2. It’s not like there are European countries with robust speech protections as is.

      3. Because of the European Union compacts, EU law supercedes national laws, and crap like this often happens. They would rather give up free speech than make a dictator feel uncomfortable.

  5. >”Truth was not an absolute defense, and the rationale for the prosecutions was often that such statements insult foreign countries and thus threaten to damage peaceful relations with other countries; for a mix of quotes on the subject as of 1887, see Wharton’s Digest of the International Law of the United States.”

    Even though it isn’t an absolute defense, what is level or type of truth are we talking about? This case alleges that someone compared Hitler and Erdogan, writing “[t]here’s no difference” between them. Because of the exaggerated “no differences,” the statement is false. And regardless of many perceived similarities, there are many differences. Just to name one: Hitler was an Austrian politician while Erdogan is a Turkish politician.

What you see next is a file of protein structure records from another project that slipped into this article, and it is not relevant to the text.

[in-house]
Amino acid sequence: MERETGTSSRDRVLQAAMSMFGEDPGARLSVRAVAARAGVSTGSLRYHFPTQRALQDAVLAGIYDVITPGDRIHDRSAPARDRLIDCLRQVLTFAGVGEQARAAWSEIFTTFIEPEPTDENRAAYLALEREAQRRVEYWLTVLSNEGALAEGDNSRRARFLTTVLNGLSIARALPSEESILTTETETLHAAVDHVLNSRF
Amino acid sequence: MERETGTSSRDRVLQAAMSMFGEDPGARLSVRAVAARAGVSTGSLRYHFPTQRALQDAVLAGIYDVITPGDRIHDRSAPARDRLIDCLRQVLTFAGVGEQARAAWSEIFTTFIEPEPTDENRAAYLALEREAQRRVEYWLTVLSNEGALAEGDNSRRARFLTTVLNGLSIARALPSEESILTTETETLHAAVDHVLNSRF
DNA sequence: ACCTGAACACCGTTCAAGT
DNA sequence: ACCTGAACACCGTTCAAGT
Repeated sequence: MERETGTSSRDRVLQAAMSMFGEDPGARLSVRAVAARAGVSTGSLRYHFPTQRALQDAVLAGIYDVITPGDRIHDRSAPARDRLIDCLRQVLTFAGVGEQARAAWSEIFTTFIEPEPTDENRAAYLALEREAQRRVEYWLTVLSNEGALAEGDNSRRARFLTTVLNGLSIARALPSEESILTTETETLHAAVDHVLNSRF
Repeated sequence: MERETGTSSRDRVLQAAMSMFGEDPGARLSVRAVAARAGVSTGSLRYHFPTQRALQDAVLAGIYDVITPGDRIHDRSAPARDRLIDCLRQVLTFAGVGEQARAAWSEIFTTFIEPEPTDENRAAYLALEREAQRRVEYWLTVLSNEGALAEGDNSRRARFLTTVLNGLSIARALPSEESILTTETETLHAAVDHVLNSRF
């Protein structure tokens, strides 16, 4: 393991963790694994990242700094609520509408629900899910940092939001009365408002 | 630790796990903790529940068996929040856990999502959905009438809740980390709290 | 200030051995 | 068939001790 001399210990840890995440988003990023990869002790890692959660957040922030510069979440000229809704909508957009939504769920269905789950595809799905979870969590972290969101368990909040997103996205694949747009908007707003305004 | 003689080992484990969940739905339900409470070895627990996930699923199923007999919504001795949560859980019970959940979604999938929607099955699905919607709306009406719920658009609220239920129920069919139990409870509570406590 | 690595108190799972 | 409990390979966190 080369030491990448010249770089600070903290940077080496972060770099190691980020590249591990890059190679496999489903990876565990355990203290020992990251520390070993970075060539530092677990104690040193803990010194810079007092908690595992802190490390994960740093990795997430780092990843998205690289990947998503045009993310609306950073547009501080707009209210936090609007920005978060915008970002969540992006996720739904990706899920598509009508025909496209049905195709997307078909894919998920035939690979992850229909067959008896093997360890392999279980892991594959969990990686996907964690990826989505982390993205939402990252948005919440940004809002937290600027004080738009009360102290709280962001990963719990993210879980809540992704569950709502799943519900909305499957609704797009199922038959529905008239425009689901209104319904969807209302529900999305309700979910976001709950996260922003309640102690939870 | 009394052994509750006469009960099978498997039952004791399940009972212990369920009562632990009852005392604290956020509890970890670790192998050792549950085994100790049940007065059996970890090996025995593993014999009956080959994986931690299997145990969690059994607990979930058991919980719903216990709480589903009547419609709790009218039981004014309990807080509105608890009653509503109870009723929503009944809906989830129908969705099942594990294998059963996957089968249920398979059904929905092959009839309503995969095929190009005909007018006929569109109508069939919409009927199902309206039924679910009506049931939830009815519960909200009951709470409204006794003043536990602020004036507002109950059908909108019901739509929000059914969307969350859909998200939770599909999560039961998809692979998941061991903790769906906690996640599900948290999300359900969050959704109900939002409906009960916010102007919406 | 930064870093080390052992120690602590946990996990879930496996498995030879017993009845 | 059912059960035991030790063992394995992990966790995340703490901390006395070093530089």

And thank you for the link to Wharton’s Digest. I read a few entries, and they are intriguing.

    1. I couldn’t find “Humor in Uniform…” wait, *Wheaton’s* Digest, never mind.

    2. You don’t understand rhetoric?

      To be sure, there are differences between them. Both are fascist dictators. One was genocidal, the other just jails anyone who he dislikes or who he thinks might dislike him.

    3. While Erdogan is no Hitler, he is certainly headed that way as the crow flies.

  6. The Spectator had a President Erdogan Offensive Poetry competition. Boris Johnson won it, but this was my submission:

    There once was a lad named Tayyip
    Whose speeches put Turks to sleep